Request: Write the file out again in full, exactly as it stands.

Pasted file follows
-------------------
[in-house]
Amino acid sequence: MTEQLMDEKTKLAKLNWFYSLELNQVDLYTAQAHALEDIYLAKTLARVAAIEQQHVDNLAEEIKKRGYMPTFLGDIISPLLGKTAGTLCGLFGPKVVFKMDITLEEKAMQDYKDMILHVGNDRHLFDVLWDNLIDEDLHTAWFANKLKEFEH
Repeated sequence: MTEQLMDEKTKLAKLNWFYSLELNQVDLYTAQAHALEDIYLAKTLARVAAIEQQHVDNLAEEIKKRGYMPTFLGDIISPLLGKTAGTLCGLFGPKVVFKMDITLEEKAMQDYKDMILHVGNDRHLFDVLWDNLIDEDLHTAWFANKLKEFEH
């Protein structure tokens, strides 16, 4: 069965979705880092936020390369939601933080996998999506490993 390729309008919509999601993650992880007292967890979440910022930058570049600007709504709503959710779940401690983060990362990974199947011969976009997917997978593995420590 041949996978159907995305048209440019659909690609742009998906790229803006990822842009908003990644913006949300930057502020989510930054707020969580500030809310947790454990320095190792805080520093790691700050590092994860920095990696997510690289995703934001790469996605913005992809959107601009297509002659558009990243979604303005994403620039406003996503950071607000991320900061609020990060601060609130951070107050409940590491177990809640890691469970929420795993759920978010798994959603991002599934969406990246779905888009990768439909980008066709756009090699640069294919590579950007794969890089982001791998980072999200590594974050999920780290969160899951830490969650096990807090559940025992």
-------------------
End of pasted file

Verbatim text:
[in-house]
Amino acid sequence: MTEQLMDEKTKLAKLNWFYSLELNQVDLYTAQAHALEDIYLAKTLARVAAIEQQHVDNLAEEIKKRGYMPTFLGDIISPLLGKTAGTLCGLFGPKVVFKMDITLEEKAMQDYKDMILHVGNDRHLFDVLWDNLIDEDLHTAWFANKLKEFEH
Repeated sequence: MTEQLMDEKTKLAKLNWFYSLELNQVDLYTAQAHALEDIYLAKTLARVAAIEQQHVDNLAEEIKKRGYMPTFLGDIISPLLGKTAGTLCGLFGPKVVFKMDITLEEKAMQDYKDMILHVGNDRHLFDVLWDNLIDEDLHTAWFANKLKEFEH
């Protein structure tokens, strides 16, 4: 069965979705880092936020390369939601933080996998999506490993 390729309008919509999601993650992880007292967890979440910022930058570049600007709504709503959710779940401690983060990362990974199947011969976009997917997978593995420590 041949996978159907995305048209440019659909690609742009998906790229803006990822842009908003990644913006949300930057502020989510930054707020969580500030809310947790454990320095190792805080520093790691700050590092994860920095990696997510690289995703934001790469996605913005992809959107601009297509002659558009990243979604303005994403620039406003996503950071607000991320900061609020990060601060609130951070107050409940590491177990809640890691469970929420795993759920978010798994959603991002599934969406990246779905888009990768439909980008066709756009090699640069294919590579950007794969890089982001791998980072999200590594974050999920780290969160899951830490969650096990807090559940025992």